An Egyptian court has sentenced Muslim Brotherhood leader Mohammed Badie and 36 other Islamists to life in jail.
They were accused of inciting violence and blocking a road near Cairo during protests over the military-led removal of President Mohammed Morsi last July.
New President Abdul Fattah al-Sisi has pledged to eliminate the Brotherhood.
Badie has already been given two death sentences. The court on Saturday also upheld death sentences on 10 other figures - eight of them in absentia.
Badie has yet to be tried on a number of other charges, as has Mohammed Morsi.
The Egyptian authorities have cracked down harshly on Islamists and other political opponents since President Morsi, who belongs to the Muslim Brotherhood, was removed following mass protests.
The group was banned in December 2013.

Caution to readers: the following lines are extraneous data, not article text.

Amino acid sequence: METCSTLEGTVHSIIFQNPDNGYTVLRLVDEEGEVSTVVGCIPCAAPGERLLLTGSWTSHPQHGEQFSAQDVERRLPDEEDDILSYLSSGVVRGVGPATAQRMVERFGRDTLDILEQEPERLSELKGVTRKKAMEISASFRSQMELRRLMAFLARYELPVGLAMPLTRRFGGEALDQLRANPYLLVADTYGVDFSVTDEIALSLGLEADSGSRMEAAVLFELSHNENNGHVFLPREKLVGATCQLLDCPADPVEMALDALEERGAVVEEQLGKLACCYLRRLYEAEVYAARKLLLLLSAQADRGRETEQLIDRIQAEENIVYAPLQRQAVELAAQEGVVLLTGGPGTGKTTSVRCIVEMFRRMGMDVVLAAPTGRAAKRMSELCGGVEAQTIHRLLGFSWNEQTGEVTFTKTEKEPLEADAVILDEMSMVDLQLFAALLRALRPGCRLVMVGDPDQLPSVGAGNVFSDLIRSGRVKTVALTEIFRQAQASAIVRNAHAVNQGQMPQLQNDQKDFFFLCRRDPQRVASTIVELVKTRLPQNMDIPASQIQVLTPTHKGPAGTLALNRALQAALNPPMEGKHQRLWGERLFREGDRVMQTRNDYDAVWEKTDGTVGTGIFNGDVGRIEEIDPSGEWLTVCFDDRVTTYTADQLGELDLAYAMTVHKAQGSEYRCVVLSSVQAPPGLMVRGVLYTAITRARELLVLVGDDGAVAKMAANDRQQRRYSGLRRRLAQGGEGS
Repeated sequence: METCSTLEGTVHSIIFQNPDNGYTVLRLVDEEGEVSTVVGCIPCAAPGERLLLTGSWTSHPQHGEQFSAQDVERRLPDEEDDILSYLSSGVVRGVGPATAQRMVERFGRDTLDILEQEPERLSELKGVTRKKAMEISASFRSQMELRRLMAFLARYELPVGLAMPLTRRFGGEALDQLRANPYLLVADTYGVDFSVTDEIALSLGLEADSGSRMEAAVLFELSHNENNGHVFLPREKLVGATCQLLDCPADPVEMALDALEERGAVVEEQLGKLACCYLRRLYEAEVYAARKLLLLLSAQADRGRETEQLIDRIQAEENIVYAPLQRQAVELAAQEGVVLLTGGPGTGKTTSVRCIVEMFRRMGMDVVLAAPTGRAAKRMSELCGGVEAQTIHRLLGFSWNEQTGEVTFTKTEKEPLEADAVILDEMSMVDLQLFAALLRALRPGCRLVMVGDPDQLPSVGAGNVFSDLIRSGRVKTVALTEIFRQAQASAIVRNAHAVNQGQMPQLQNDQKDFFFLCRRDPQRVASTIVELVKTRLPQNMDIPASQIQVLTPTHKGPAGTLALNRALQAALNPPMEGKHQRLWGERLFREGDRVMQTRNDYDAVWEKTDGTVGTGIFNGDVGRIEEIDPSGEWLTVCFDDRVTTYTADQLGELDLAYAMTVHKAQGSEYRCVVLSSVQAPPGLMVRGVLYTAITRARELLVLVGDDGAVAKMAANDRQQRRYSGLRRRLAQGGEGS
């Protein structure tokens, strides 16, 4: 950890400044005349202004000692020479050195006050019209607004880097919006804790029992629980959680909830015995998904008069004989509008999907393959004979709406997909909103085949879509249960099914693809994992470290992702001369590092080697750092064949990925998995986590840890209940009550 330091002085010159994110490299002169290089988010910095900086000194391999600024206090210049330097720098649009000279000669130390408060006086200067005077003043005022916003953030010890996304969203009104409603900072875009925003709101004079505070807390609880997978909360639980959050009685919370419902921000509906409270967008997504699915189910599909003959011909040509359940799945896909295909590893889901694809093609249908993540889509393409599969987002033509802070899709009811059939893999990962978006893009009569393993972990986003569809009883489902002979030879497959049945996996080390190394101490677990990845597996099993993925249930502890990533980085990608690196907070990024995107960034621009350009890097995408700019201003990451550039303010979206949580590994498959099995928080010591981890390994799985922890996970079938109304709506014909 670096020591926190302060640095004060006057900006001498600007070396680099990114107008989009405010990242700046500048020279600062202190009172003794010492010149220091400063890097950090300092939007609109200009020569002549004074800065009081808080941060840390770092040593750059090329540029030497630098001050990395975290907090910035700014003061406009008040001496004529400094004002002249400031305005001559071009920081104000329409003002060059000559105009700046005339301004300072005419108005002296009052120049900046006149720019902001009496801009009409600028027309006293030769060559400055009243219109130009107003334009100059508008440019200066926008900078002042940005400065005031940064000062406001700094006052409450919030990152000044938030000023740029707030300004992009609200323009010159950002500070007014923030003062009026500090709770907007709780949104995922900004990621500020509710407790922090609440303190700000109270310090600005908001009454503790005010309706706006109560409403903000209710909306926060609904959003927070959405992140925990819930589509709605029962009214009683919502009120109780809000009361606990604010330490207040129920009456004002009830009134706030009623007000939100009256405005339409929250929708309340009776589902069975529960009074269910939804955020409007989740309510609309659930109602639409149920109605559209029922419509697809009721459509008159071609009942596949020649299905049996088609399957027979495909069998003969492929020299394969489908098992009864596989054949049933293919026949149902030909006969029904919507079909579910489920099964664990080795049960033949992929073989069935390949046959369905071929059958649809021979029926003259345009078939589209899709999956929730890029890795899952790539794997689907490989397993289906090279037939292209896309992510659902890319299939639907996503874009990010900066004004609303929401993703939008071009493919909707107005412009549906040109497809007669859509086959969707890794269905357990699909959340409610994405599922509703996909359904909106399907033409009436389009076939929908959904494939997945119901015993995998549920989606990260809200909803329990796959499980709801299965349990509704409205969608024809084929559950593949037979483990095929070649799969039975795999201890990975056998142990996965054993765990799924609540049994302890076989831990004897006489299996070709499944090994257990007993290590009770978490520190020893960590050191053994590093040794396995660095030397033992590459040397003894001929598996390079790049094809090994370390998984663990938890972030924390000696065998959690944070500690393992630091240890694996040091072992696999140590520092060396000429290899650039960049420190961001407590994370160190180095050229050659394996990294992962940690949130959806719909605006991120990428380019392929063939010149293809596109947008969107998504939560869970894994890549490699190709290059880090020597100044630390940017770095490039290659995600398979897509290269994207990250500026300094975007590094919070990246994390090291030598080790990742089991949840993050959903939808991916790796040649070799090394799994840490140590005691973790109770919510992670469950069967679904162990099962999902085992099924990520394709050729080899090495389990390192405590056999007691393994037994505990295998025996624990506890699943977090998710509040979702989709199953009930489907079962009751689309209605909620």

On Saturday, Judge Hassan Farid ruled the defendants were involved in violence and the murder of two people "to achieve terrorist goals" during protests last July.
Amnesty International says at least 16,000 people have been detained in the past year alone as part of the government's bid to silence Mohammed Morsi's supporters.
Hundreds were also killed when protest camps were broken up last August.
The military-installed government has sentenced hundreds of Brotherhood supporters through a series of speedy mass trials in the past year, sparking protests from rights groups.
Last month's sentencing of three al-Jazeera journalists to at least seven years in jail on charges of supporting the Muslim Brotherhood provoked widespread international outrage.